A. Saffari, C. Leistner, J. Santner, M. Godec, H. Bischof. On-line Random Forests. International Conference on Computer Vision Workshops, 2009.

Saffari et al. propose an online random forest algorithm (see [1] for the original paper introducing random forests) based on online bagging [2]. Note the difference between on-line and incremental algorithms: While incremental algorithms have memory, that is they may store each incoming sample, an online algorithm sees each sample exactly once. On common datasets, as for example the USPS Dataset, Saffari et al. show that online random forests converge to the offline algorithm.

The original C++ implementation of online random forests can be found on Saffari's webpage. Figure 1, in contrast, shows the performance of a custom implementation on the MNIST dataset [3].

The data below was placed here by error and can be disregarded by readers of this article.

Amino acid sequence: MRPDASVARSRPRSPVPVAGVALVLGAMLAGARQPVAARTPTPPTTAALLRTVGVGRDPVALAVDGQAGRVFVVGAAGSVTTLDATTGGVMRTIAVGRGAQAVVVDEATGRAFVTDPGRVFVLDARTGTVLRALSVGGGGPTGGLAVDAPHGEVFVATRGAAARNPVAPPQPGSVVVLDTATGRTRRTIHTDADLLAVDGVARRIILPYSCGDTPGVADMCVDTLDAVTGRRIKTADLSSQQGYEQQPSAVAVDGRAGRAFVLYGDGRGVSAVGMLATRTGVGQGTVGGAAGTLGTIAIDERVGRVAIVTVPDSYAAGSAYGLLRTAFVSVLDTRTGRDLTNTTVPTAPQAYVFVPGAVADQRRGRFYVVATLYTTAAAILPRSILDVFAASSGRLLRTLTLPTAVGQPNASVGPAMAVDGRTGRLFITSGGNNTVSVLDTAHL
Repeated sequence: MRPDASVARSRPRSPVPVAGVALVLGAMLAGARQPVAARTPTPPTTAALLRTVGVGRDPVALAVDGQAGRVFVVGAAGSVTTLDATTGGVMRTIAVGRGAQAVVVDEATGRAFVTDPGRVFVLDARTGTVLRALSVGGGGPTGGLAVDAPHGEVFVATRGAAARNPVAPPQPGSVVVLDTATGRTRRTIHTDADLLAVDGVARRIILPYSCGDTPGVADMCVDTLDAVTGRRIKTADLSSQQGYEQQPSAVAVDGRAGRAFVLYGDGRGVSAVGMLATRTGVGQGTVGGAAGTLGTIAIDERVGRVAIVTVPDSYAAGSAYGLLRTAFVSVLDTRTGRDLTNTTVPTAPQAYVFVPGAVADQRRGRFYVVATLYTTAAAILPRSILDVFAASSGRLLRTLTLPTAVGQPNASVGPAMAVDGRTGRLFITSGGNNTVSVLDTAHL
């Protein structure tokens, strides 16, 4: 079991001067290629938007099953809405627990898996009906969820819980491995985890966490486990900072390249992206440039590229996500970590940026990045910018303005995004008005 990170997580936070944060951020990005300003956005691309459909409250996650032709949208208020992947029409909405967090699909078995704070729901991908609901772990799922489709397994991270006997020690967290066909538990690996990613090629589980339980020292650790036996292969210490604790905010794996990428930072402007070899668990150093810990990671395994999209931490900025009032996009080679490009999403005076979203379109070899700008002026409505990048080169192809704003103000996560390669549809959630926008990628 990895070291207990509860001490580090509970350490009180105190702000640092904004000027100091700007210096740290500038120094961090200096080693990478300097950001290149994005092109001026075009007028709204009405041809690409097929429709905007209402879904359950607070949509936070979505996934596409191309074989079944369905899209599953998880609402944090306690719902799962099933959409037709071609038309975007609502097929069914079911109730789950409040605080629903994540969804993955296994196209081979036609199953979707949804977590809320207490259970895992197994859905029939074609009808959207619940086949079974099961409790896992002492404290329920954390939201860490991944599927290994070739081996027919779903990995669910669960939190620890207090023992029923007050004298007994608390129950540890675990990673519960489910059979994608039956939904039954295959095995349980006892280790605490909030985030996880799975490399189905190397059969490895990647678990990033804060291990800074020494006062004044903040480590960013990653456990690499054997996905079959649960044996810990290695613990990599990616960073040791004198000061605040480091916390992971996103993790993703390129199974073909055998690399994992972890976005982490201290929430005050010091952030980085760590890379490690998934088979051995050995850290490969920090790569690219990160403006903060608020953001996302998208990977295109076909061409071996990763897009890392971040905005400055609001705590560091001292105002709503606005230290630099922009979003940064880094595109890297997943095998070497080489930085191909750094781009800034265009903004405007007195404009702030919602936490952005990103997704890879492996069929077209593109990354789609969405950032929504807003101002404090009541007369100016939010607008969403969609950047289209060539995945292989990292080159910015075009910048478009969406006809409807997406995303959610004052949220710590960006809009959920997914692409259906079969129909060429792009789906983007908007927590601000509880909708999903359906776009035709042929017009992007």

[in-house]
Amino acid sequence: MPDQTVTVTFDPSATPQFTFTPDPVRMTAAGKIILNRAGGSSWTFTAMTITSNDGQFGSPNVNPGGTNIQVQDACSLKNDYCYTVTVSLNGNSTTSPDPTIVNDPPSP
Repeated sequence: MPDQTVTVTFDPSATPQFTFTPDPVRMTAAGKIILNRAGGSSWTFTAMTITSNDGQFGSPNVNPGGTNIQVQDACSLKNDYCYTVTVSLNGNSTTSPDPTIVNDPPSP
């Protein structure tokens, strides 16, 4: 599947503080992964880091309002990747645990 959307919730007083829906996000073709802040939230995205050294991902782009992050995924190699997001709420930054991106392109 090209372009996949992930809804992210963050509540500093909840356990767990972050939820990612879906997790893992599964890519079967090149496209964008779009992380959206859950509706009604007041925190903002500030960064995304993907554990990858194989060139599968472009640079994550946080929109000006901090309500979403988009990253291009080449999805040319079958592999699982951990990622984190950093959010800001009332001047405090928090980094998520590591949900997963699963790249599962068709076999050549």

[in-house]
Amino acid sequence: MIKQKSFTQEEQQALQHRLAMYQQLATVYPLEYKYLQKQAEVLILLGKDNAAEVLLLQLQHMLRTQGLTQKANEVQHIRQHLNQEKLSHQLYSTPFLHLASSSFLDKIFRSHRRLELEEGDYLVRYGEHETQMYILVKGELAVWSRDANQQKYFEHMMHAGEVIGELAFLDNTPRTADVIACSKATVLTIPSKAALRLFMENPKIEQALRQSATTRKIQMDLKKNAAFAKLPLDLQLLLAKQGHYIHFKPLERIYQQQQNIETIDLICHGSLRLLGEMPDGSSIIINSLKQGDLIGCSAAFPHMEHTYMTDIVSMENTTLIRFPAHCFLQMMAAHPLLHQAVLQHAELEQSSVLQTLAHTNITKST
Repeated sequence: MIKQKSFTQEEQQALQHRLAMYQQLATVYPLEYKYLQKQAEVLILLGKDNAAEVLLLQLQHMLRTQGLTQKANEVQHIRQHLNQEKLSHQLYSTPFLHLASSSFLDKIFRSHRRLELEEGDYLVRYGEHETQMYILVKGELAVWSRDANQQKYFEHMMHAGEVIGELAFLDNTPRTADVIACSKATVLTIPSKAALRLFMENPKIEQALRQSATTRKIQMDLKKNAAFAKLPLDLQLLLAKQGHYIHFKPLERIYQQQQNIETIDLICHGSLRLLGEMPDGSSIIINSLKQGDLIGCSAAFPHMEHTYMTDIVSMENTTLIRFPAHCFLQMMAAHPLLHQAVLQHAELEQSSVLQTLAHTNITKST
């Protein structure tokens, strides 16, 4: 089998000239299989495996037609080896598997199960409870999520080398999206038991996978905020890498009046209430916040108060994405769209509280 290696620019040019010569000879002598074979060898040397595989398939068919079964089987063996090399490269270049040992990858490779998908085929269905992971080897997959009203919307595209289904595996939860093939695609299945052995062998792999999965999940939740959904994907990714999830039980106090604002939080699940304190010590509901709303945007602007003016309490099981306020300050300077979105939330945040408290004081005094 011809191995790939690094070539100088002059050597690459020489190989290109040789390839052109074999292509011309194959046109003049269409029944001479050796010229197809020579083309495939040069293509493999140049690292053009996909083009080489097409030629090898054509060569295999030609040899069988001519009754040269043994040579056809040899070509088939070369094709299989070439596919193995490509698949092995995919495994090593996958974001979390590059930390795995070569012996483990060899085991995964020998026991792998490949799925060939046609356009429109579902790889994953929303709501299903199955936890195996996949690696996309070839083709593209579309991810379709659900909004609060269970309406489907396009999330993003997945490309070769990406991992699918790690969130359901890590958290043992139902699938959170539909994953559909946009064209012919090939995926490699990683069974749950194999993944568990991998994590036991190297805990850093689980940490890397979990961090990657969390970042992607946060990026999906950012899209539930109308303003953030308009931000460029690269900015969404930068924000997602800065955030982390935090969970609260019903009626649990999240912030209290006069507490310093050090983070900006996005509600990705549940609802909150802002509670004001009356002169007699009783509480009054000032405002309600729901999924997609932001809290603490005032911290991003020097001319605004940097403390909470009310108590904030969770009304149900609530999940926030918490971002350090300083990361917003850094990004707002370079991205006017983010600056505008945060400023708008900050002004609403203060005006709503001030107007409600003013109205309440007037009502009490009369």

online_rf_10 online_rf_100

Figure 1 (click to enlarge): Performance of online random forests as described by Saffari et al. compared against offline random forests [1] on the MNIST dataset [3]. Denoting the forest size by $T$, online random forests converge to the offline variant for both $T = 10$ (left) and $T = 100$ (right).

The implementation is currently under development, however, may be made publicly available within the next few weeks.

  • [1] L. Breiman. Random Forests. Machine Learning, 2001.
  • [2] N. C. Oza. Online Bagging and Boosting. International Conference on Systems, Man and Cybernetics, 2005.
  • [3] Y. LeCun, L. Bottou, Y. Bengio, P. Haffner. Gradient-Based Learning Applied to Document Recognition. Proceedings of the IEEE, pages 2278-2324, 1998.
What is your opinion on this article? Let me know your thoughts on Twitter @davidstutz92 or LinkedIn in/davidstutz92.